But that was then. Now the economic landscape looks different. While investors can consider some strategies to ease their worries, experts say don't give in to short-term panic by abandoning your investment plan.
Asset allocation vs. diversification
Asset allocation -- the division of your monies among cash, equities and fixed income to match your personal investment goals -- is "the single biggest decision people make," says Seth Masters, chief investment officer of asset allocation at AllianceBernstein in New York. Your asset allocation plan should be designed to take you through all the possible economic and market scenarios, including the one we're in now, Masters says.
"If you have a sound, thoughtful game plan to begin with, it has to have been designed with various states of the world in mind," Masters says. "There will be good markets and there will be bad markets. (The plan) has to make sense in both, so by definition you have to stick to it."
Masters sees only two scenarios where a person might change his or her investment plan: a life change or to correct a mistake with a particular purchase or asset. Trying to time the market and anticipate the direction of the economy is a recipe for disaster. "If your strategy is to bail when times are bad and exit at the bottom, you have a double whammy and will not recoup your losses," he says. "That's how investment plans can systematically fail. You're actually guaranteeing failure."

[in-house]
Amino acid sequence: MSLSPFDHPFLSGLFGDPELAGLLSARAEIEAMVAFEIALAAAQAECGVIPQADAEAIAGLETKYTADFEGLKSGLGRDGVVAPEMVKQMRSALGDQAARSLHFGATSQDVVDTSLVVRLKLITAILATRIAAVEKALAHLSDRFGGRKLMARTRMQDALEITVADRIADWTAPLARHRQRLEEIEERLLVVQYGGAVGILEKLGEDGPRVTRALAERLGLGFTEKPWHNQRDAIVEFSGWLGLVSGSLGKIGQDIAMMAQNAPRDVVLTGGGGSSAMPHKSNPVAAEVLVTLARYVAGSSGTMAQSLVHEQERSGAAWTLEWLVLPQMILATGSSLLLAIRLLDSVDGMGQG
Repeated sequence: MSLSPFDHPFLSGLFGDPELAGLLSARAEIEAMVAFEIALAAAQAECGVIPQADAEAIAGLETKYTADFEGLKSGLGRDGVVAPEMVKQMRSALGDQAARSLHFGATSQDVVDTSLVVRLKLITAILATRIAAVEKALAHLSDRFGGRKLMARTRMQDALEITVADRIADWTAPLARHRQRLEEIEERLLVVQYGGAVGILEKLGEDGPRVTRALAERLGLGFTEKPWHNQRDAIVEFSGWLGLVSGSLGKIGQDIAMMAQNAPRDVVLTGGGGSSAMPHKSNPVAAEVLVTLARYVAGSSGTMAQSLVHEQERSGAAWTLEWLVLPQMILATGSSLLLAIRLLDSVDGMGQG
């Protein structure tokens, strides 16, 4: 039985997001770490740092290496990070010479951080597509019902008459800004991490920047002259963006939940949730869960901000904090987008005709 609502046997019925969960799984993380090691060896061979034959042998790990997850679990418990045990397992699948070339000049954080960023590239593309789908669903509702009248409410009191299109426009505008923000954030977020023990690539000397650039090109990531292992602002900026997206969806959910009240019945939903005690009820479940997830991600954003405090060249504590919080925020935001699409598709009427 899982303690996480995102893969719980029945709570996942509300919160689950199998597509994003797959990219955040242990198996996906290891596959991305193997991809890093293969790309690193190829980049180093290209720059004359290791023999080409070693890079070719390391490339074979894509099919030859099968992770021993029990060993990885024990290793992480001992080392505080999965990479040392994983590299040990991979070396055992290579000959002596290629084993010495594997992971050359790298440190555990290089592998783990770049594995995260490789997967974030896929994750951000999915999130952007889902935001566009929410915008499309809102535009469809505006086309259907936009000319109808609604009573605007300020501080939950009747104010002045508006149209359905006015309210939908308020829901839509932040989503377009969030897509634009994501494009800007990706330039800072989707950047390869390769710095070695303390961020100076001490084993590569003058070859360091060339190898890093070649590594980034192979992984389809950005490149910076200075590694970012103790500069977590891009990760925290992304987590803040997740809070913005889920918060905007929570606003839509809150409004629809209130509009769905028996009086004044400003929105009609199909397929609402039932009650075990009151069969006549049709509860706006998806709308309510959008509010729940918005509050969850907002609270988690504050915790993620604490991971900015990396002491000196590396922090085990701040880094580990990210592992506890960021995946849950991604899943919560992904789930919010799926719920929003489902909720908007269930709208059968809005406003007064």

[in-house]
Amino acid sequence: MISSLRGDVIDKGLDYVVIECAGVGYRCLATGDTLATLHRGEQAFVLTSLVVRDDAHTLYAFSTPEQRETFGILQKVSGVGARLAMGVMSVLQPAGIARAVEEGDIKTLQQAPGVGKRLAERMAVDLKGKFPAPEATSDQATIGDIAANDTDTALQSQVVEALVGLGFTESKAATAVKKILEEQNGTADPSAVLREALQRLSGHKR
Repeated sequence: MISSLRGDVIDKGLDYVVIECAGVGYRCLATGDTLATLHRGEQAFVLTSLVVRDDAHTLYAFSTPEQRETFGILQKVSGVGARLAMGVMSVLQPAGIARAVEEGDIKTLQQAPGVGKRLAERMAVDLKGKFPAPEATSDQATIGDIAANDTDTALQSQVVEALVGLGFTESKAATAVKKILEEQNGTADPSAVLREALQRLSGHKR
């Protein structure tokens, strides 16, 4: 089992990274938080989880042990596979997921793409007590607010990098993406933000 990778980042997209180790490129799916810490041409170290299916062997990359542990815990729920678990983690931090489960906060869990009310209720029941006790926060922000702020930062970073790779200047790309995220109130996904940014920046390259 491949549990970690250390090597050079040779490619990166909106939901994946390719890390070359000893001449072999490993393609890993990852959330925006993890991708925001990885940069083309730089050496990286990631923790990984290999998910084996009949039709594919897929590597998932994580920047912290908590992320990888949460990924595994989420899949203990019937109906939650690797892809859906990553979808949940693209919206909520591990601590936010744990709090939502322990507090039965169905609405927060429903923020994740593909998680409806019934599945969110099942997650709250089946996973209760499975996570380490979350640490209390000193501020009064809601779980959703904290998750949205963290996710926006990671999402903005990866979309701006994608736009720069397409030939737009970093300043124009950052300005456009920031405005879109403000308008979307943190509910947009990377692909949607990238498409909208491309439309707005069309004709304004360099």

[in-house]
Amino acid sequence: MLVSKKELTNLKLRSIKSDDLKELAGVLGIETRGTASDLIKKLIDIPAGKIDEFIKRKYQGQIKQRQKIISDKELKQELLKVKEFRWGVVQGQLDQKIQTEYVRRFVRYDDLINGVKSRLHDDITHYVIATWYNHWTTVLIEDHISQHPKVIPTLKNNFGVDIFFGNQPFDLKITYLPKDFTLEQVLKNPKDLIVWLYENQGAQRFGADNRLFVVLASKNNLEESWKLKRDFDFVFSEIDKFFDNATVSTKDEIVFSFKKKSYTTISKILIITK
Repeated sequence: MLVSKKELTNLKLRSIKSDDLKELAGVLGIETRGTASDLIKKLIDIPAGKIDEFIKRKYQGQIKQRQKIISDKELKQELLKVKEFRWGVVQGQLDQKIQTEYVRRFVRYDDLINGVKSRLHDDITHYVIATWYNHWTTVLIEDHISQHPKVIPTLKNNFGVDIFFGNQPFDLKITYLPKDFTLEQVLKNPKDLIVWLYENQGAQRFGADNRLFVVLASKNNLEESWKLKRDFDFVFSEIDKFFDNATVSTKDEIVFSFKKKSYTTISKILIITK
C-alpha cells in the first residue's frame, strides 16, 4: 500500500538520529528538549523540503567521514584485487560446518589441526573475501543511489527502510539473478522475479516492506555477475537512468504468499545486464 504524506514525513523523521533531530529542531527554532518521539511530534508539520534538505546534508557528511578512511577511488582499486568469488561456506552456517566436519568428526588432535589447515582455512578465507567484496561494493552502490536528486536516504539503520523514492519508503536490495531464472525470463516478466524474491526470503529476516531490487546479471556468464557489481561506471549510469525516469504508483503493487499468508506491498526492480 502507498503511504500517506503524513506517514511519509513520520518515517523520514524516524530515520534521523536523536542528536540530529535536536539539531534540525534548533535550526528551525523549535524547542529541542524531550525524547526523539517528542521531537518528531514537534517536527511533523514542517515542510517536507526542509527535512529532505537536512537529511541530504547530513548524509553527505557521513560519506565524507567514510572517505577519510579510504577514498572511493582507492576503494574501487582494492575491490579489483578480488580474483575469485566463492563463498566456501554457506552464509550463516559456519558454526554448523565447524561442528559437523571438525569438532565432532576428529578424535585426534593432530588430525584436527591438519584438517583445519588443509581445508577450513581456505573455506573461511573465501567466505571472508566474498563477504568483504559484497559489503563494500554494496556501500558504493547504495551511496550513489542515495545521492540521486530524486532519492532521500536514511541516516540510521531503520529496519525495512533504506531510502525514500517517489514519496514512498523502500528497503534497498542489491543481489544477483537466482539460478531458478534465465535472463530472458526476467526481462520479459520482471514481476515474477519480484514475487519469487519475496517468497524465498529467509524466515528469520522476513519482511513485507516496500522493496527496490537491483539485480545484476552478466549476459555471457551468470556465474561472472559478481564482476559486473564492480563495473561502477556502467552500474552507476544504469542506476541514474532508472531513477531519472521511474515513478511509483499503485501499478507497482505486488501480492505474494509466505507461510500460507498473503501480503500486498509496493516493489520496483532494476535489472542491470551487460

Chasing yield is another no-no, as is stepping out of your safety zone to gain more income. Take gold, for example, says Masters, which investors have been rushing headlong into for the past year. Investors who think it's a safe haven are mistaken. In fact, it's extremely volatile because its value depends on supply and demand and, besides that, it generates no income, Masters says.
According to Tami Simpson, president of Wealth Financial Group West,asset allocation is more important than diversification for investment success, but investors often confuse the two. A diversified portfolio could include large-cap stocks, small cap, international, value, growth and so on, but it's still a portfolio made up of equities. It is not allocated among different asset classes, and as investors saw in 2008 to 2009, even a diversified equity portfolio can tank upward of 50 percent. It's true that other asset classes fell as well, but a portfolio diversified among asset classes fared better than one consisting only of equities.
A flight to safety
Simpson says there's a general air of pessimism not only among investors but also among the experts she consults. Yet, investors are not doing much with their portfolios simply because they don't know what to do.